Red Line, DC Metro, January 20, 2001, 9:00am - Light glints off a silver belt buckle. A lady's fur-covered arm brushes my face. Many children talk. There are many tourists lurching and grabbing for the sticky silver poles. A man carries a white sign with red letters. Three more women in black hats carry red signs with green, dripping words. A man in a Stetson herds his gilded wife through the doors. Parents bundle their children in a blanket filled stroller. It is inauguration day. The metro slows and stops in the dark tunnel. The tourists shuffle. The commuters sigh. A girl fusses with her earmuffs. Her mother tugs at her scarf. The grandmother adjusts her rhinestone pin - shaped like the state of Texas. There is a large W in the center. The W is made of red, white, and blue jewels. The grandmother smiles.

The metro doors open. The transfer station platform teems with people. Most look lost. Others look frustrated. A man wears a shirt with a donkey on it. The man is not smiling. His son, also wearing a donkey, smiles. My feet ache. It is only 9 o'clock. The air is cold. Sleet falls from the sky. The train descends into another tunnel. A group of people laugh. They are carrying large rolls of canvas. The canvas is white. Across from them sit a group of school children. They are carrying flags. Next to me sits a couple. They are talking about tickets. The women looks angry. The man looks tired. The doors open and close again. The metro driver barks instructions at the passengers. The passengers look up at the speakers in the ceiling.

A boy wears a red sweater with a blue W. The boy gets out of his seat. He points to it. An old woman lowers herself into the seat. She has a cane and a stack of leaflets. The leaflets are green. The metro stops. The lady and the girl and the boy and the old woman and all the signs and all the flags get off the train
It's a very American experience, attending an Inauguration. I wish I could share it with my husband this year - but lacking the connections and the money to do it right, I think I'll just aim to make it a meaningful event via satellite here in California.

Small Donors, Boycotts, And Discomfort

You may have heard by now, especially my SoCal readers, of the huge dust-up over El Coyote - a restaurant with a high level of gay patronage, the manager of which gave $100 to the Yes on 8 efforts via her Mormon Church. Things are getting pretty ugly, with manager Marjorie Chrisoffersen tearfully saying that she won't personally donate to No efforts and causes now, though a restaurant representative said El Coyote would be donating to Lambda Legal and other similar causes. This didn't go over so well:

She continued: "It saddens me that my faith keeps you away from The Coyote. I can not and WILL NOT change my lifelong commitment to the Mormon Church. I can not and will not change my commitment to you."

At which point she opened the floor to questions.

At which point, she shouldn't have.

A gentleman by the same of Sam, who said he was an ex-member of the Mormon Church, asked if she was willing to donate to NO on 8.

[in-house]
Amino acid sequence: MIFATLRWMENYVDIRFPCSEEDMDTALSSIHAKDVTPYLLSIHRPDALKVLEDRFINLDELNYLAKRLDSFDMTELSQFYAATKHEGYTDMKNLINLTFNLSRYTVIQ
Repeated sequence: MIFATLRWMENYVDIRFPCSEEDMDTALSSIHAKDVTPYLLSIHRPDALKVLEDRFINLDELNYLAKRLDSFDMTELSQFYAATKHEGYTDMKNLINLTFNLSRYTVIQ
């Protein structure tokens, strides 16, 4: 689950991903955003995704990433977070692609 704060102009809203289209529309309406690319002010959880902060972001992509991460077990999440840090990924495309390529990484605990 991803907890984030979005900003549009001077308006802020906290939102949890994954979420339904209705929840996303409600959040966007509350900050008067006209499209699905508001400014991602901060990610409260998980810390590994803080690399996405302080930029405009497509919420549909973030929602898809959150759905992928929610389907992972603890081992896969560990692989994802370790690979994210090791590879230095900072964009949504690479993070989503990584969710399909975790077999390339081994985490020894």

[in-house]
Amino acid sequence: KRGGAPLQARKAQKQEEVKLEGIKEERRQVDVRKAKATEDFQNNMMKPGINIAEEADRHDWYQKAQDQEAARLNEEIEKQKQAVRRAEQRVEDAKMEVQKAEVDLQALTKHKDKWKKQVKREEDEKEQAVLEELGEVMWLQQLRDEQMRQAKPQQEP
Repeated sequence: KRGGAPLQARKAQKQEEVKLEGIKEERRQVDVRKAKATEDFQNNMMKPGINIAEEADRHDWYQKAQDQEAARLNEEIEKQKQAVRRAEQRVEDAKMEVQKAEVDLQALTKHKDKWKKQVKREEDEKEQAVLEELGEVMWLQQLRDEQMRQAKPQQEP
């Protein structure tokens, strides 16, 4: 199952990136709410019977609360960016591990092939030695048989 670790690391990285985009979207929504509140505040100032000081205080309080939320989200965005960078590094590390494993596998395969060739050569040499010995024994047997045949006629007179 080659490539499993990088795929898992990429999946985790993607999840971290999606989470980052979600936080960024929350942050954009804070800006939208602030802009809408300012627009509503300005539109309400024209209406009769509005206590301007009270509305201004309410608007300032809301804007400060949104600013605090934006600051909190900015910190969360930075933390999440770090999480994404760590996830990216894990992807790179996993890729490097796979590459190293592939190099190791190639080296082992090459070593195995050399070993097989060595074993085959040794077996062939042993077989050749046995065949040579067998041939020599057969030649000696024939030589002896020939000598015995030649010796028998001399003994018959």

She started crying.

A representative of the restaurant stepped in and stated that El Coyote was going to donate to Lambda Legal and the Gay and Lesbian Center and Sam said, I asked HER what SHE was going to do.

Marjorie said: "I will not."

At which point the place went insane.
So, you know where I stand on Prop 8 and what I feel about the No on 8 campaign and what's gone on since Election Day.

Even I'm not sure, however, how I feel about this single restaurant getting this sh*t kicked out of it for a manager's small donation (I haven't seen anything that says she gave more than $100, I haven't done the primary source research on it, and for purposes of this discussion, I'm not sure it's necessary).

Maybe I'm too critical, but, I would be much more than $100 that those who would torch El Coyote and spit on Marjorie probably didn't volunteer for the campaign. Maybe some gave money. Maybe some gave money and volunteered, but I'm going to guess not so much. And, of course, even if they had volunteered, they wouldn't have been given anything meaningful to do because the campaign was a cluster of ineffective, epic proportions.

One person's time donated to the campaign and put to good use would be worth far, far more than $100, or even, frankly, $1000.

This sort of crap distracts from the bigger failures of the campaign and from the work that needs to be done before we can hope to change what we let happen.

Wednesday, November 12, 2008

A Few Others Notice The Timeline, Too

Pro-Gay Marriage Forces Finally Organizing, After Losing

Yup.

I've become just the sort of ranting gadfly I hate: I send emails to anyone I think will listen on the topic - likely to no avail. I just hope someone shuts down the pointless protesting soon, before people really believe protests do anything except make protesters feel better.

Someone save equality and field organizing, please.

(edit: typo in the headline - eek! h/t AP)

If I'm Being Honest, This Post Is Kinda Predictable